Saturday, November 14, 2015

One thing at a time

Yesterday was... as the friend who helped me survive it called it, "Memorable."

I used to go "off campus" (leave the house, bed, property, everything, and go out into the world) all the time. Certainly hugely more frequently when I was still driving, but even after that, I still went into the world not infrequently with my wife, for dinner or shopping or whatever. But getting out of the house just doesn't happen much, or  "at all," any more. A lot of it is vague leg pain and/or spasticity, plus staying near to the bathroom because B-san, Mister Bladder, or "Alan" as I've come to call it (him), does what it wants not what I want.  Yeah, sometimes it's OK but I never know what's really up. My last contact with the urologist involved him talking about "Well, with MS, stuff like that tends to happen." That's definitely high on the "Oh well... Sigh... " list.
But much of what was so very difficult yesterday really encapsulated the reasons why I stay home all the time. In a word, transfers.

Moving from the wheelchair to pretty much anything can be quite a paradigm "unpleasant experience." For whatever reason (I'll come back to that), circumstances seemed alas-inevitably to a world of "I can't." It inevitably involves what walking people would call foot drop, but in my case it involves the foot sliding forward off the foot-pad at the front of the wheelchair. Which inevitably happens when I cough or spasm and the legs just kinda fly about, but on my "A" wheelchair, I can at least drag my feet backwards fully onto the pad. I sometimes envy one of my fellow MS bloggers, Nicole Lamelie, in her "My New Normals" blog, has an amazing picture of herself on a wheelchair, but said chair has great foot-pad stuff plus her chair doesn't lead with her toes, it leads with a wheel, so if something's gonna run into the wall, it's gonna be the chair not her toes. It looks like a chair that requires more room than my poor little house provides, but it does look cool.

But anyway, back to the nasty challenges of The Day. My friend, who was truly doing the Lord's Work yesterday, had to do lots of ineffective and scary dead-lifts to get me out of the chair and onto some other surface, like say a bed because I was nasty fatigued and needed to rest. But at the end of the day, I absolutely would not go to the place of "never again," but I'm definitely in a very clear and definite "not today" place. Not dark, not despairing, but definitely, not today.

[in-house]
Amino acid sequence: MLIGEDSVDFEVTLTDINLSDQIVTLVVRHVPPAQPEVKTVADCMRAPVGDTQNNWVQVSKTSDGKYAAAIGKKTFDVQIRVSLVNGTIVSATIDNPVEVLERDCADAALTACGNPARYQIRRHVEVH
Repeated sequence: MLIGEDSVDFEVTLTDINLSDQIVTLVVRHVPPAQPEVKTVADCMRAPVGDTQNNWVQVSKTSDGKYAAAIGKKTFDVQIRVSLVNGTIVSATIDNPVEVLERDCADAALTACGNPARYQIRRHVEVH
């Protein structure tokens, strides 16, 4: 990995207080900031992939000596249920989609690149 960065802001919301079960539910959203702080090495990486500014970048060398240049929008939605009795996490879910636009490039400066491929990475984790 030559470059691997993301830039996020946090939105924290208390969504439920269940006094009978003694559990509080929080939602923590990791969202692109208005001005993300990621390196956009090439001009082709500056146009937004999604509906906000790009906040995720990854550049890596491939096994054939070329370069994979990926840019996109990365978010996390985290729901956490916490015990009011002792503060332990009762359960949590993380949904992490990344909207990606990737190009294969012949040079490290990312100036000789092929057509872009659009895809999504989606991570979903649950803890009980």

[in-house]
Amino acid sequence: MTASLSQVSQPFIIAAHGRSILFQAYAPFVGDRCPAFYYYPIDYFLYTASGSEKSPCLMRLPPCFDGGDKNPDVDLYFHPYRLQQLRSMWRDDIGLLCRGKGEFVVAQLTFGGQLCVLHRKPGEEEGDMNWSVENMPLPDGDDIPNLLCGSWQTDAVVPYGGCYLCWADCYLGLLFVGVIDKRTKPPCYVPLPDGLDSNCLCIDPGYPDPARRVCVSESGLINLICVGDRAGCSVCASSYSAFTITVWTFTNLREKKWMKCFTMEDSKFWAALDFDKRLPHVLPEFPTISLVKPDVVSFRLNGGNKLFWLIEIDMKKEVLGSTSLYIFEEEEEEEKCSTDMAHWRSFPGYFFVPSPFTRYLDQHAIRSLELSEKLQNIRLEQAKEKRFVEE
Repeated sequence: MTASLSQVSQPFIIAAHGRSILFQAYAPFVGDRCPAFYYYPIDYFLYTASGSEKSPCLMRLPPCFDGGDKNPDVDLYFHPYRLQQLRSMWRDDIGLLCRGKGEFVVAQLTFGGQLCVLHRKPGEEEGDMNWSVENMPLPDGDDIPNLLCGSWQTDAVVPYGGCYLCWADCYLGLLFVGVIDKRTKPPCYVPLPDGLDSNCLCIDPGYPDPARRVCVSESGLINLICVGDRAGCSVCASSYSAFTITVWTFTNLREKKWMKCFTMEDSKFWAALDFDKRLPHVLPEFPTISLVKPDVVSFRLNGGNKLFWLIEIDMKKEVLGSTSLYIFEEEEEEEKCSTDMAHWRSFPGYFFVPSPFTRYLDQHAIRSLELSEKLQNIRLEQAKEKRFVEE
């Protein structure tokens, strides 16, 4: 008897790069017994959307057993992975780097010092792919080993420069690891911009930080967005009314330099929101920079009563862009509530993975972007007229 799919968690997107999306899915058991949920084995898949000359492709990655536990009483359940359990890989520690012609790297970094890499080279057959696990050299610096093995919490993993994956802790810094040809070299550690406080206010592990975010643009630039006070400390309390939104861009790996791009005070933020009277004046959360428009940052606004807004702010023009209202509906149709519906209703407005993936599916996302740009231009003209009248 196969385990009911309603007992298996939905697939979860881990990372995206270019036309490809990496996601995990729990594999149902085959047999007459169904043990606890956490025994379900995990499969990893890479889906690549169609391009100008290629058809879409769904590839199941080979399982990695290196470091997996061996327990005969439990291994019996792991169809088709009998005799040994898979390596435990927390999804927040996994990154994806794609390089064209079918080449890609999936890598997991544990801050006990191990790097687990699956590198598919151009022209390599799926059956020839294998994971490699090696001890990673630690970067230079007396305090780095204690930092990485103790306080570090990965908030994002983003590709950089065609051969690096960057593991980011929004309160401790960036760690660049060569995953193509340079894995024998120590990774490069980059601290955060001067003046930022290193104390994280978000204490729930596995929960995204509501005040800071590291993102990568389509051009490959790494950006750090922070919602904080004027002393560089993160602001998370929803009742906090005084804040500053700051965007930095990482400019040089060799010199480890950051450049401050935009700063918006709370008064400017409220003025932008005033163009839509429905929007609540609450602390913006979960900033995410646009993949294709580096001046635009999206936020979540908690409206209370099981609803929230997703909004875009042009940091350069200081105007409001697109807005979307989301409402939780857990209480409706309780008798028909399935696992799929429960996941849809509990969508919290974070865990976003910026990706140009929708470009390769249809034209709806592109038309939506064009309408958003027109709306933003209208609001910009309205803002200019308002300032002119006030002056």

I had tried to involve my friend to do some "training trips" because my parents are coming like 3,000 miles to have thanksgiving with us, and I'm sure it would be less a source of despair to go to a nice restaurant that we all enjoy than to spend every minute of every day beside my might-as-well-be-hospital-bed.

But what was really, really interesting was after a day full of "oh sh*t I can't" was my return home and maybe it's time to cath myself and there was absolutely zero problem making the transfer from the char to the commode seat, and back. Absolutely zero problems getting into and out of bed. Zero problems. What tend to be the usual "oh well" moments that require a little foot adjustment manually was as challenging as it got.

As I think about the whole thing, quite gently and calmly, it comes down to leg strength/coordination and--here's the big one--arm support. My "B" chair goes into and out of the trunk/back seat/whatever with no difficulty, but the "A" chair has no-tip-over bars sticking out of the back of the chair that make packing it, and pushing it (which I sometimes really need) difficult for short-armed pushers. But it also is clearly The Chair for chair-to-car transfers. And if you were to look at my at-home bathroom, it's all about transferring using both arms to provide the real engine of supporting the transfer. There's just something about the ergonomics of the "A" chair that make it possible to put the chair in the perfect place to kinda push myself up until I can grab onto the roof of the car or the door or whatever, but then I am in total control, such control as there is. The "B" chair is just off enough to make it impossible to use both arms to share the support; one just won't do it. And the "B" chair is very poor at staying out of the way enough for care-giver to deadlift me out of the chair and stick me into the car.

So, what's the moral of the story? Well, beyond getting a zero-transfer just-push-your-chair-in van, which I'm really not at all excited to get because I just finished paying for Karen's lovely little Prius, insane low-amount-of-gas using car, and I have little interest in buying another. Which can't fit into the garage with the current Prius. And I sure as hell have zero interest in buying a new house to fit the van that I have zero interest in buying. As Finn the Human said on Adventure Time, there's gotta be another way.

So, the gift of yesterday's MS experience was: Remove things that make your life difficult, use things that make your life easier, live with what you can't remove. Such as the nasty fatigue I seem to be immured with, nowadays, the seemingly constant "I need to sleep now" that seems to be filling my life. When my life isn't filled with bathroom-centric challenges. Which it also pretty much is.

But... One thing at a time. And certainly, one ting you can change at a time. Because trying to change things you can't change is not a path to happiness. Or, in a single word, "Duh."

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